The broader Treasure Coast region, however, isn't so lucky -- and isn't so diversified. Amid the prosperity, a few voices are concerned that these south central counties rely too much on the twin engines of agriculture and retirees. The former is a volatile commodity business that's increasingly mechanized; the latter creates largely low-wage service jobs.
William H. Fruth of economic research firm Policom Corp. in Jupiter, who analyzes job growth quality -- as in higher wages -- finds counties in the region have weaknesses. "The quality of the economy has declined in relation to the rest of the state and the nation," Fruth says. He blames a lack of economic diversity.
"That is a significant weakness in the Treasure Coast economy," agrees Michael Busha, executive director of the Treasure Coast Regional Planning Council. Leaders are focusing on changing that. "Everyone is setting their sights higher," Busha says.
Key Trend: Now that developer George de Guardiola has canceled plans for a "Main Street" development on the Los Angeles Dodgers' nine-hole golf course at Dodgertown, the team is pursuing other buyers for the property. Meanwhile, it has a contract with an undisclosed buyer for nearby 339-acre Dodger Pines. Indian River County last year secured the team's continued presence by buying its spring training facility at Dodgertown from the team and leasing it back for $1 a year for 20 years.
People to Watch: Paul Hanna and Hank Porcher, West Palm Beach-based developers and property managers, are ripping down much of the vacant Vero Mall and reconfiguring the site with a Publix, Carrabba's and other tenants to come. All told, they're investing $9 million.
Businesses to Watch: Lost Tree Village Corp. continues its 13-year quest to build 57 luxury homes on five islands in Vero Beach and Indian River Shores -- or be compensated for governmental refusals to allow the project. "We're hopeful we will prevail," says Lost Tree President Charles Bayer. ... Greens+, Vero Beach, a maker of natural food dietary supplements, is building a distribution center and manufacturing facility. It employs 27 locally and 68 sales reps nationally. ... Even after layoffs, New Piper Aircraft remains a major employer and one of the area's -- and state's -- biggest manufacturers.
Major Challenges: Citrus canker has been found north in Brevard County and south in Palm Beach County. Indian River citrus growers fear an outbreak would devastate sales and mean clear-cutting vast groves. Other challenges: Balancing growth with residents' desire for a small-town feel; and the blow from 9/11 to flight schools, New Piper and other aviation businesses, which provide a $300-million economic impact to the county.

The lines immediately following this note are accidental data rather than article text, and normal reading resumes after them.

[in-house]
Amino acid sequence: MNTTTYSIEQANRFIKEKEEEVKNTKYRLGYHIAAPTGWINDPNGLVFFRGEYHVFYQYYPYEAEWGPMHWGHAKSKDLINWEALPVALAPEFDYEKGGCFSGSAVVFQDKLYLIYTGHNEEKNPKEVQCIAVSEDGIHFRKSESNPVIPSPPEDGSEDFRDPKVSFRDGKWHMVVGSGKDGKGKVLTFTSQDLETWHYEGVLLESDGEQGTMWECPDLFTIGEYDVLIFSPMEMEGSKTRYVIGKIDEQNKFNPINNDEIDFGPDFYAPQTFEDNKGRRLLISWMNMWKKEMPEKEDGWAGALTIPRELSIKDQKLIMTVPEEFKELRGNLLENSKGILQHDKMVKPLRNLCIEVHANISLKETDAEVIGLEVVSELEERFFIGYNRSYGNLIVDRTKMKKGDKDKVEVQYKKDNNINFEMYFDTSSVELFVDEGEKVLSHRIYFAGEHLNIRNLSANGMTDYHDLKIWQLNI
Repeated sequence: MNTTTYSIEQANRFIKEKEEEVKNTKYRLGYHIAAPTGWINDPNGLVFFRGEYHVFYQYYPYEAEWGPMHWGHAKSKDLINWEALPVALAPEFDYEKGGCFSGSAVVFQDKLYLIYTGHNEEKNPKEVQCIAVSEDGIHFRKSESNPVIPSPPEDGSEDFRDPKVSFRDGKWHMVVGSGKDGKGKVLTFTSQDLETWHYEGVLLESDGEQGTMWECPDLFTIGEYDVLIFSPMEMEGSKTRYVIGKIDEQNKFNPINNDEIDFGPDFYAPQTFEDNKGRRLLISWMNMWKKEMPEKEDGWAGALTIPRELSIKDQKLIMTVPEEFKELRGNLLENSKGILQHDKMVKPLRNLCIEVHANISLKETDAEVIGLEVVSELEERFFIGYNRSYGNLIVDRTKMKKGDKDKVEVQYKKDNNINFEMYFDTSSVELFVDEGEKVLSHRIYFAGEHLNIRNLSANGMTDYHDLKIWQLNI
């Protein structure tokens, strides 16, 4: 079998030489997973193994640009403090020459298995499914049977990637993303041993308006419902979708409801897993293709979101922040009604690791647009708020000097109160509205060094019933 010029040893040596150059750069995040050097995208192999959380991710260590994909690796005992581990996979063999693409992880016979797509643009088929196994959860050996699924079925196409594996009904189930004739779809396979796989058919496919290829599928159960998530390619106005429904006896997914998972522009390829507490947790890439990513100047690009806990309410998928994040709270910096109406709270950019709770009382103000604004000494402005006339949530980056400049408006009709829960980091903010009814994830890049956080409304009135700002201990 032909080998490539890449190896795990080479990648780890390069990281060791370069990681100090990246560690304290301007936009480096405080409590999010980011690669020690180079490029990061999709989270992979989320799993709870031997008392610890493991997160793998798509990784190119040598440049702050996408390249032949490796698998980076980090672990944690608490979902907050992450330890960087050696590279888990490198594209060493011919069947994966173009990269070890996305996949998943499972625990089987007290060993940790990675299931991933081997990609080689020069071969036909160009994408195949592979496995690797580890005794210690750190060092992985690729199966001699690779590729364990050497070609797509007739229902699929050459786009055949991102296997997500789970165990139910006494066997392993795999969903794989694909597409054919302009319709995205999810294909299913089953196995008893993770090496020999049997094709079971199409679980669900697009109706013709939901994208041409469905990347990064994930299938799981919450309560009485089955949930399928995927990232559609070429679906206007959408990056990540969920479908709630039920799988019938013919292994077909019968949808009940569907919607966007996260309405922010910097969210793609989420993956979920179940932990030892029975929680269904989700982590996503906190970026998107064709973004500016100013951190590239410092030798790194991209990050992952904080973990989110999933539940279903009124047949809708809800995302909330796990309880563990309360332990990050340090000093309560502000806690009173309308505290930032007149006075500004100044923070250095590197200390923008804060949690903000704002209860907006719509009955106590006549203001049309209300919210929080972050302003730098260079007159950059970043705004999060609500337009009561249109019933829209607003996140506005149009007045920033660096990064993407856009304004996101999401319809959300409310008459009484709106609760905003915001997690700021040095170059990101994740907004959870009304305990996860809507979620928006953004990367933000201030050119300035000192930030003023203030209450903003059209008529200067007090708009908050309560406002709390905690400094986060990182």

Key Trend: Does developer Tom Kenny have an answer to Martin County's seeming choice of sprawl or no growth? Kenny, a former county commissioner, wants to develop 1,025 acres of pasture into two-acre homesites, a "low-density, rural community." The land, between two I-95 interchanges and a relatively short commute to West Palm Beach, won't stay agricultural, Kenny argues. He says the project will bring construction jobs and a constituency -- owners of the $500,000 homes -- to fight against denser growth in Martin. He'll need county and state approval for the project, which he's calling Harmony.
Person to Watch: Bill Wallace, the prominent Palm Beach County Ford dealer who sold out to AutoNation, has been rebuilding in Stuart under the Lincoln-Mercury, Cadillac, Oldsmobile, Volvo, Nissan and Mazda brands. He expects $100 million in sales this year and has tripled employment to 160.
Business to Watch: Vought Aircraft Industries, a major assembly subcontractor for Boeing and others, is shifting production from its 365-employee Perry, Ga., plant to Stuart, where it employs 325 and has a $19.2-million annual payroll. Half of the Perry staff elected to relocate, with most arriving in the summer.
Major Challenge: Balancing infrastructure improvements against fears that they will encourage more intensive growth.
Fort Pierce & St. Lucie County
Key Trend: For six years, Fort Pierce has poured $20 million into redeveloping its downtown. Sidewalks were widened. Landscaping was added. "The result is the city looks beautiful and business is booming," says Ramon Trias, Fort Pierce development director. Indeed, vacancies are low, with local restaurants and retailers filling buildings. The tax base has doubled, Trias reports. Now, he says, renewal is spreading into other areas while remaining roadwork is undertaken. And, he adds, developers are interested in putting housing downtown.
People to Watch: Port St. Lucie recently hired Greg Oravec, a South Miami community redeveloper, to manage community redevelopment. ... And Dean King, a Michigan investor, is settling on plans for the Fort Pierce port terminal he recently purchased from fruit marketer DNE Sales.
Business to Watch: BankAtlantic unit Core Communities, developer of the 4,600-acre St. Lucie West, this year will open the first phase of its 2,000-acre Westchester residential-commercial development to the south of St. Lucie West. That development, with 4,000 homes completed and 4,000 to go, will see a Home Depot and Wal-Mart supercenter open this year.
Major Challenges: Balancing fears of too much growth with a need to improve infrastructure; construction of east-west arteries.
Business to Watch: The Okeechobee Airport is constructing a business incubator building. Private interests, meanwhile, are building low-priced rental hangars, and the airport authority hopes to sell land for an avionics shop.